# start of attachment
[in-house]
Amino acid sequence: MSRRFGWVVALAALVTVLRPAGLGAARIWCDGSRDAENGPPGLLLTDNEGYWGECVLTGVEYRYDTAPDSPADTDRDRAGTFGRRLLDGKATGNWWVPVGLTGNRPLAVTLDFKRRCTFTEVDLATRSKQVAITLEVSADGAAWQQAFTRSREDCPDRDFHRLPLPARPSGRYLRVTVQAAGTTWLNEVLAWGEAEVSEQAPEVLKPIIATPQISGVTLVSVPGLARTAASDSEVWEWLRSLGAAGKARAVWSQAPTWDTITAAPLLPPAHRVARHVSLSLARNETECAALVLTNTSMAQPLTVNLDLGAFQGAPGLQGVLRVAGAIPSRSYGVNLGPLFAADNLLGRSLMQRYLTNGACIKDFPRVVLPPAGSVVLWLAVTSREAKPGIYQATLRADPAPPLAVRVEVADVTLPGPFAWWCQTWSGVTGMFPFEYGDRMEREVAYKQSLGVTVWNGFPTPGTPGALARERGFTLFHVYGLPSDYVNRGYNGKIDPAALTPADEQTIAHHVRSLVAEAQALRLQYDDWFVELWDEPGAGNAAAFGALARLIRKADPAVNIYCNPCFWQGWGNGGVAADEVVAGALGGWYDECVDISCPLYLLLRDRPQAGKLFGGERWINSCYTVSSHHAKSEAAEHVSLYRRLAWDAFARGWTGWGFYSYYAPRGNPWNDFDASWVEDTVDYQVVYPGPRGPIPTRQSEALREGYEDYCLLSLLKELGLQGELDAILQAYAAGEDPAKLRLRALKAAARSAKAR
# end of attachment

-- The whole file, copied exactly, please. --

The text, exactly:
[in-house]
Amino acid sequence: MSRRFGWVVALAALVTVLRPAGLGAARIWCDGSRDAENGPPGLLLTDNEGYWGECVLTGVEYRYDTAPDSPADTDRDRAGTFGRRLLDGKATGNWWVPVGLTGNRPLAVTLDFKRRCTFTEVDLATRSKQVAITLEVSADGAAWQQAFTRSREDCPDRDFHRLPLPARPSGRYLRVTVQAAGTTWLNEVLAWGEAEVSEQAPEVLKPIIATPQISGVTLVSVPGLARTAASDSEVWEWLRSLGAAGKARAVWSQAPTWDTITAAPLLPPAHRVARHVSLSLARNETECAALVLTNTSMAQPLTVNLDLGAFQGAPGLQGVLRVAGAIPSRSYGVNLGPLFAADNLLGRSLMQRYLTNGACIKDFPRVVLPPAGSVVLWLAVTSREAKPGIYQATLRADPAPPLAVRVEVADVTLPGPFAWWCQTWSGVTGMFPFEYGDRMEREVAYKQSLGVTVWNGFPTPGTPGALARERGFTLFHVYGLPSDYVNRGYNGKIDPAALTPADEQTIAHHVRSLVAEAQALRLQYDDWFVELWDEPGAGNAAAFGALARLIRKADPAVNIYCNPCFWQGWGNGGVAADEVVAGALGGWYDECVDISCPLYLLLRDRPQAGKLFGGERWINSCYTVSSHHAKSEAAEHVSLYRRLAWDAFARGWTGWGFYSYYAPRGNPWNDFDASWVEDTVDYQVVYPGPRGPIPTRQSEALREGYEDYCLLSLLKELGLQGELDAILQAYAAGEDPAKLRLRALKAAARSAKAR